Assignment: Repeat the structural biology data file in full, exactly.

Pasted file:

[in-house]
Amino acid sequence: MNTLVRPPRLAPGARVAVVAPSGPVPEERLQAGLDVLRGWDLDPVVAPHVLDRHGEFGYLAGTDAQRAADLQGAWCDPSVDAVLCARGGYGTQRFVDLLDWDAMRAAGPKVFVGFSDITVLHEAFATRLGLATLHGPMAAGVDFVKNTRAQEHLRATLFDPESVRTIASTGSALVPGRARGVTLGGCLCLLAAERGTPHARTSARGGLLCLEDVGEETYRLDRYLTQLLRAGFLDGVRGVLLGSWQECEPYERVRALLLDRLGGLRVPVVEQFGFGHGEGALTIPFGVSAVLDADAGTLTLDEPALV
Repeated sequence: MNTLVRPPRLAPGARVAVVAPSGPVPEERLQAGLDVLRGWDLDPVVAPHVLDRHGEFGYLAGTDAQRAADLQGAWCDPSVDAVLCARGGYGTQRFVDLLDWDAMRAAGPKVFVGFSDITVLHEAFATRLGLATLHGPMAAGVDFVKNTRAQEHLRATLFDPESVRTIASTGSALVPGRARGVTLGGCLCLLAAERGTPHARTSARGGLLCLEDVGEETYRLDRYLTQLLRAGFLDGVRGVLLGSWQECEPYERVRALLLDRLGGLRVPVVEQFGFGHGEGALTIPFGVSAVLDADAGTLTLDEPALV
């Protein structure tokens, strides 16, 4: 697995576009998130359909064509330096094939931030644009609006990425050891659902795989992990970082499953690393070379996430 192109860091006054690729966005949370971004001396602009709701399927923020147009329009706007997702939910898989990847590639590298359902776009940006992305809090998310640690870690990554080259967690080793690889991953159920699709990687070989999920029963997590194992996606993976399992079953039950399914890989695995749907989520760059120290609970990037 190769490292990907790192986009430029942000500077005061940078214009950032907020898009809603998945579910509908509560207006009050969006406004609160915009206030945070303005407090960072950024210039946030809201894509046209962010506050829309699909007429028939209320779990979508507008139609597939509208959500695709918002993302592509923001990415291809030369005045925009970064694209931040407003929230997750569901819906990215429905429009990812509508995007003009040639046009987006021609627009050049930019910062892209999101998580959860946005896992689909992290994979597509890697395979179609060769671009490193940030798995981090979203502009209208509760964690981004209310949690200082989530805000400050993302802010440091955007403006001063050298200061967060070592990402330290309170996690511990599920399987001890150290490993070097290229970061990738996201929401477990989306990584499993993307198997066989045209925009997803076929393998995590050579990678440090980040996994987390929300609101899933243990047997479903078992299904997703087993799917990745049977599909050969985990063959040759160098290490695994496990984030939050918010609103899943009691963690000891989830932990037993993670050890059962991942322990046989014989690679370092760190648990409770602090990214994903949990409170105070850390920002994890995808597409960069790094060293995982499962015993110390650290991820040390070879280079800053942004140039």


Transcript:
[in-house]
Amino acid sequence: MNTLVRPPRLAPGARVAVVAPSGPVPEERLQAGLDVLRGWDLDPVVAPHVLDRHGEFGYLAGTDAQRAADLQGAWCDPSVDAVLCARGGYGTQRFVDLLDWDAMRAAGPKVFVGFSDITVLHEAFATRLGLATLHGPMAAGVDFVKNTRAQEHLRATLFDPESVRTIASTGSALVPGRARGVTLGGCLCLLAAERGTPHARTSARGGLLCLEDVGEETYRLDRYLTQLLRAGFLDGVRGVLLGSWQECEPYERVRALLLDRLGGLRVPVVEQFGFGHGEGALTIPFGVSAVLDADAGTLTLDEPALV
Repeated sequence: MNTLVRPPRLAPGARVAVVAPSGPVPEERLQAGLDVLRGWDLDPVVAPHVLDRHGEFGYLAGTDAQRAADLQGAWCDPSVDAVLCARGGYGTQRFVDLLDWDAMRAAGPKVFVGFSDITVLHEAFATRLGLATLHGPMAAGVDFVKNTRAQEHLRATLFDPESVRTIASTGSALVPGRARGVTLGGCLCLLAAERGTPHARTSARGGLLCLEDVGEETYRLDRYLTQLLRAGFLDGVRGVLLGSWQECEPYERVRALLLDRLGGLRVPVVEQFGFGHGEGALTIPFGVSAVLDADAGTLTLDEPALV
């Protein structure tokens, strides 16, 4: 697995576009998130359909064509330096094939931030644009609006990425050891659902795989992990970082499953690393070379996430 192109860091006054690729966005949370971004001396602009709701399927923020147009329009706007997702939910898989990847590639590298359902776009940006992305809090998310640690870690990554080259967690080793690889991953159920699709990687070989999920029963997590194992996606993976399992079953039950399914890989695995749907989520760059120290609970990037 190769490292990907790192986009430029942000500077005061940078214009950032907020898009809603998945579910509908509560207006009050969006406004609160915009206030945070303005407090960072950024210039946030809201894509046209962010506050829309699909007429028939209320779990979508507008139609597939509208959500695709918002993302592509923001990415291809030369005045925009970064694209931040407003929230997750569901819906990215429905429009990812509508995007003009040639046009987006021609627009050049930019910062892209999101998580959860946005896992689909992290994979597509890697395979179609060769671009490193940030798995981090979203502009209208509760964690981004209310949690200082989530805000400050993302802010440091955007403006001063050298200061967060070592990402330290309170996690511990599920399987001890150290490993070097290229970061990738996201929401477990989306990584499993993307198997066989045209925009997803076929393998995590050579990678440090980040996994987390929300609101899933243990047997479903078992299904997703087993799917990745049977599909050969985990063959040759160098290490695994496990984030939050918010609103899943009691963690000891989830932990037993993670050890059962991942322990046989014989690679370092760190648990409770602090990214994903949990409170105070850390920002994890995808597409960069790094060293995982499962015993110390650290991820040390070879280079800053942004140039």